Happy new year to you all and may all your collector dreams come true 😉
After the dust of Kassel Fair settled down it is time to study again in our hobby.
Between X-Mas and new year I had some time to try out the You Tube possibilities. That way, I will try to make it more interesting for collectors and also for young collectors to come into our hobby. But I am just starting and there are a lot of things to think about. So if you like check that out and leave a feedback it would be very helpful. The first videos are in German language but I am working on English versions….so please be patient.
Reflecting all the things I saw at the Kassel fair I wondered about very expensive cardboard……
Yes, that’s right. Cardboard boxes which were used 70 years back to wrap or protect a medal case or a document is on one side hard to find and sometimes very expensive 😉
But I want to go deeper in a cardboard mytery because you might never see one in real nor bringing it into your collection.
Let’s go a few years back when I had the chance to buy my first Knight’s Cross Red Leather Folder or Knights’ Cross Map. As far as my information are right there should be only 420 Maps out there!!!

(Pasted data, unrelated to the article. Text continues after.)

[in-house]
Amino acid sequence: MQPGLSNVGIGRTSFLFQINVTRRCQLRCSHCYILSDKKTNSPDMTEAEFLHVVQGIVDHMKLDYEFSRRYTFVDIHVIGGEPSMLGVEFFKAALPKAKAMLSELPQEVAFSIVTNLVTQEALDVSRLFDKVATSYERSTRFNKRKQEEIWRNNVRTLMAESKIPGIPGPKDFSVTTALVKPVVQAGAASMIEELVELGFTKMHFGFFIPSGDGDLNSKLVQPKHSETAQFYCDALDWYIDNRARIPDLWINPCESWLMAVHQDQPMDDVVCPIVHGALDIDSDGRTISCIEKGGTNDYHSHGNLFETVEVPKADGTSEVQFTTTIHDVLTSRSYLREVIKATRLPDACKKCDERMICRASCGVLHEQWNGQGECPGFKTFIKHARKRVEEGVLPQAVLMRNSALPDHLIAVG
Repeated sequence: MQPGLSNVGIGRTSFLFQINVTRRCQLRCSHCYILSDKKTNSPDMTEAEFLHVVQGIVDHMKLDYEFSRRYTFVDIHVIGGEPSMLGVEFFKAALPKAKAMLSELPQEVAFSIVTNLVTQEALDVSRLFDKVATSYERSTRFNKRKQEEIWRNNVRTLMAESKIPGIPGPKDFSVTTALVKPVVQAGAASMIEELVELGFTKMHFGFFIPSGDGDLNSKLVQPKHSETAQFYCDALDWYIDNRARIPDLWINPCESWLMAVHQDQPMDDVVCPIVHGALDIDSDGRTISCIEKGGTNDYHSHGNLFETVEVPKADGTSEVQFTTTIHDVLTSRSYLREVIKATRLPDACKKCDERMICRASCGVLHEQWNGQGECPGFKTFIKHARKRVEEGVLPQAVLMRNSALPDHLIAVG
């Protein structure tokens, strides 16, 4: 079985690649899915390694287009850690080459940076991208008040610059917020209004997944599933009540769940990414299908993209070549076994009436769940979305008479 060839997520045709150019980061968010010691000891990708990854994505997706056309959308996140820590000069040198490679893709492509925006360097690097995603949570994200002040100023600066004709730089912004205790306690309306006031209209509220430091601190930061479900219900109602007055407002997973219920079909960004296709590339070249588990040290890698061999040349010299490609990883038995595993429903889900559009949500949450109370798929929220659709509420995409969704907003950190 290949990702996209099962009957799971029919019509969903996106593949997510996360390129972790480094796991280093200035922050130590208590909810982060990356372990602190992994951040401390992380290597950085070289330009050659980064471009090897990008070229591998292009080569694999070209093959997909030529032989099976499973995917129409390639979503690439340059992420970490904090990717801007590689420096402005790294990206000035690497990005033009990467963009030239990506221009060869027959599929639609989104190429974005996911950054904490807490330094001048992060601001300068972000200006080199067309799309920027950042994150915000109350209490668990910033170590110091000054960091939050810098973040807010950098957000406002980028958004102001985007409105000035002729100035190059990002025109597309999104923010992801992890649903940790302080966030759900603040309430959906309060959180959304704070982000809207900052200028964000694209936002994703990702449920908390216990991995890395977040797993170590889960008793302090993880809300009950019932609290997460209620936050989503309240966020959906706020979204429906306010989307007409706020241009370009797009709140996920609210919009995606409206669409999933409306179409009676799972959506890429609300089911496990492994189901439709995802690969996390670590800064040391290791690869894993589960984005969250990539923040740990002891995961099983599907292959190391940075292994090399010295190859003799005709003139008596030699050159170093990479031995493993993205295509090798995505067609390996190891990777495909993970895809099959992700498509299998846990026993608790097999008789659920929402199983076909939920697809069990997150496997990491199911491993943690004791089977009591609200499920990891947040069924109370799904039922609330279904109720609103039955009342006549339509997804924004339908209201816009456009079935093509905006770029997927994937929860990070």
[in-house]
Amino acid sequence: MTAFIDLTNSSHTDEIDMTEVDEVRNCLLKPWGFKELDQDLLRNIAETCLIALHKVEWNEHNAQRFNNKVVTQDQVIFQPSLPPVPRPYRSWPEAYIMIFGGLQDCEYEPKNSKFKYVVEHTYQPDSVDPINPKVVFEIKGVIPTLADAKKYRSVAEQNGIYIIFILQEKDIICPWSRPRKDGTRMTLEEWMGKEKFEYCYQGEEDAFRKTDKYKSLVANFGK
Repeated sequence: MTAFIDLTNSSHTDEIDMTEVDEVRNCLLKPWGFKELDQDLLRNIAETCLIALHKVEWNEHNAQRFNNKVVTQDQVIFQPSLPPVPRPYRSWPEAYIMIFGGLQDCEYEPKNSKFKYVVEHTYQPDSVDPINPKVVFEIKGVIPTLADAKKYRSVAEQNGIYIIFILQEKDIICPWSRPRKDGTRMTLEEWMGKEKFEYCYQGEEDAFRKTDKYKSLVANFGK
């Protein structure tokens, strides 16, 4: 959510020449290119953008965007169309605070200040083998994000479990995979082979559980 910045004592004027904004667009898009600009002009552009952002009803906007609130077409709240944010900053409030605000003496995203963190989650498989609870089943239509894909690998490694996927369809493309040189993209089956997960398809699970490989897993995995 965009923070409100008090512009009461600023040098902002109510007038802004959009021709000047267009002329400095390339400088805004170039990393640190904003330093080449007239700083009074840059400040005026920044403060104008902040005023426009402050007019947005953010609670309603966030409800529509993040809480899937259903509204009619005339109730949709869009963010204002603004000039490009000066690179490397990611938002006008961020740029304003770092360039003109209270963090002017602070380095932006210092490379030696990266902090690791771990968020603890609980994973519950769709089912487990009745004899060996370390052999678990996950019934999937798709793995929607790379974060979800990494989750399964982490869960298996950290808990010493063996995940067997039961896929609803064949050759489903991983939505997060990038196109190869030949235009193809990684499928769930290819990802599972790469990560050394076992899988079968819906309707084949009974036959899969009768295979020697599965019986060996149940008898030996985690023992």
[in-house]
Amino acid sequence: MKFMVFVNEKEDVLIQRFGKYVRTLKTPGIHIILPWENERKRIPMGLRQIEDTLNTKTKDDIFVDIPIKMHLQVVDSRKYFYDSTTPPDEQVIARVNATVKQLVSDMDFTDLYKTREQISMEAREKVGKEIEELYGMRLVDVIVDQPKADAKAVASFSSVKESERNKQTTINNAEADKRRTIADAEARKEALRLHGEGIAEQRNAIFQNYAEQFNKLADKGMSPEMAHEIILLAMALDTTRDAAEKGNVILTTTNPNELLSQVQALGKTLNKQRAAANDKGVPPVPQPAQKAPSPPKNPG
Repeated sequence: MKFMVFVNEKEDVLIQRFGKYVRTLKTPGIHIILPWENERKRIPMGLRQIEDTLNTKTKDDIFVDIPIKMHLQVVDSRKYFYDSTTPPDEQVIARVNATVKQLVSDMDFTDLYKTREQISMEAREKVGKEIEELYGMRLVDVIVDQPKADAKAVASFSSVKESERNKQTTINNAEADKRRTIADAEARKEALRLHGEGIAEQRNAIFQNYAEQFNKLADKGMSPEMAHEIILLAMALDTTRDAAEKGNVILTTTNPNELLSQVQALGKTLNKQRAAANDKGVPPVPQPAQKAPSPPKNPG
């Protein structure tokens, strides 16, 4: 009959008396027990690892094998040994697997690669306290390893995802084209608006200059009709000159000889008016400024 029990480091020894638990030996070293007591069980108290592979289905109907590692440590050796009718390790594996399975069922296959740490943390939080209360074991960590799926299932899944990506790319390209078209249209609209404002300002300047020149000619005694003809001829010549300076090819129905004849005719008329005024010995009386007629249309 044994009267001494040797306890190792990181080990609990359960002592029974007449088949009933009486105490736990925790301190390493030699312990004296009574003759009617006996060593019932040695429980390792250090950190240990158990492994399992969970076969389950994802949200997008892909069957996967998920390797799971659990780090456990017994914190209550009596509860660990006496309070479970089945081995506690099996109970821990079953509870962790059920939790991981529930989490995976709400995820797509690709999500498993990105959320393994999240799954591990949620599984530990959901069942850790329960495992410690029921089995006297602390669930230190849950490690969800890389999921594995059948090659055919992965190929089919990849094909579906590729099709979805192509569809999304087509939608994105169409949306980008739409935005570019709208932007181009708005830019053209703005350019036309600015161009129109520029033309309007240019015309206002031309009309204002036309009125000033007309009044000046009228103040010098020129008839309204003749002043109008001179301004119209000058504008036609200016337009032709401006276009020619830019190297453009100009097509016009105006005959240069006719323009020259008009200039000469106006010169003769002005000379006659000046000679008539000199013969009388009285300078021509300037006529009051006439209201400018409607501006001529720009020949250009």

Here is the story:
A gentlemen called me and asked me if I want to buy a KC Map from a higher ranking officer of the Army. My hands got sweaty and I said that I am interested, depends on the price he asked for. The price was OK and he sent me pictures via Email. Nice Map, all how it should be an we made an appointment close to Hamburg. Two days before the meeting he called and asked if I like also the cardboard protection for it…..Well I told him that it would be just great to have it too. So I checked the net to get an idea how a cardboard for the KC Map looks like and what I have to check before I finally buy it.
The ”purchase” day came and I went all the way to Hamburg to meet the seller. It was a nice little restaurant were we had lunch and later on we were planning to make the deal in a room away from the guests.
He had a big bag where the “holy grail” was inside. Unpacking it I was disappointed. Yes, it was a nice KC Map in a good condition, but the cardboard was only a painters cardboard of the size where a KC Map fits in.
Well, no problem. I bought the Map and brought it all home.
Nice one, pretty good condition and nice to have. But as you all know….you cannot keep everything. So I sold it a few years later. I told myself that I can`t keep one without the cardboard ;-))….had to let it go!